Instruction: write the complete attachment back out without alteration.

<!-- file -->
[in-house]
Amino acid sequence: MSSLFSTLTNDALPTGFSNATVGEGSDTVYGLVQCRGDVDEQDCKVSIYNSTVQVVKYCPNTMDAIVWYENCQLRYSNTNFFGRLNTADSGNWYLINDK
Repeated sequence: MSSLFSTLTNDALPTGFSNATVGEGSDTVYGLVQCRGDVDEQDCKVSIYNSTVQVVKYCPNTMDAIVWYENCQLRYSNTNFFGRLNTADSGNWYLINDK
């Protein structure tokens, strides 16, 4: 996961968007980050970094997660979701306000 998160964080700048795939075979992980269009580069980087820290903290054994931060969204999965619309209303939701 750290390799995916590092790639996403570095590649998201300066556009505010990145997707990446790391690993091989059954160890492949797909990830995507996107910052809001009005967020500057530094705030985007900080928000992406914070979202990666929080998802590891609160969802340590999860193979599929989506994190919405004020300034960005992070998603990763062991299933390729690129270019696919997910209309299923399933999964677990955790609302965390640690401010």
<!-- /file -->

[in-house]
Amino acid sequence: MSSLFSTLTNDALPTGFSNATVGEGSDTVYGLVQCRGDVDEQDCKVSIYNSTVQVVKYCPNTMDAIVWYENCQLRYSNTNFFGRLNTADSGNWYLINDK
Repeated sequence: MSSLFSTLTNDALPTGFSNATVGEGSDTVYGLVQCRGDVDEQDCKVSIYNSTVQVVKYCPNTMDAIVWYENCQLRYSNTNFFGRLNTADSGNWYLINDK
């Protein structure tokens, strides 16, 4: 996961968007980050970094997660979701306000 998160964080700048795939075979992980269009580069980087820290903290054994931060969204999965619309209303939701 750290390799995916590092790639996403570095590649998201300066556009505010990145997707990446790391690993091989059954160890492949797909990830995507996107910052809001009005967020500057530094705030985007900080928000992406914070979202990666929080998802590891609160969802340590999860193979599929989506994190919405004020300034960005992070998603990763062991299933390729690129270019696919997910209309299923399933999964677990955790609302965390640690401010």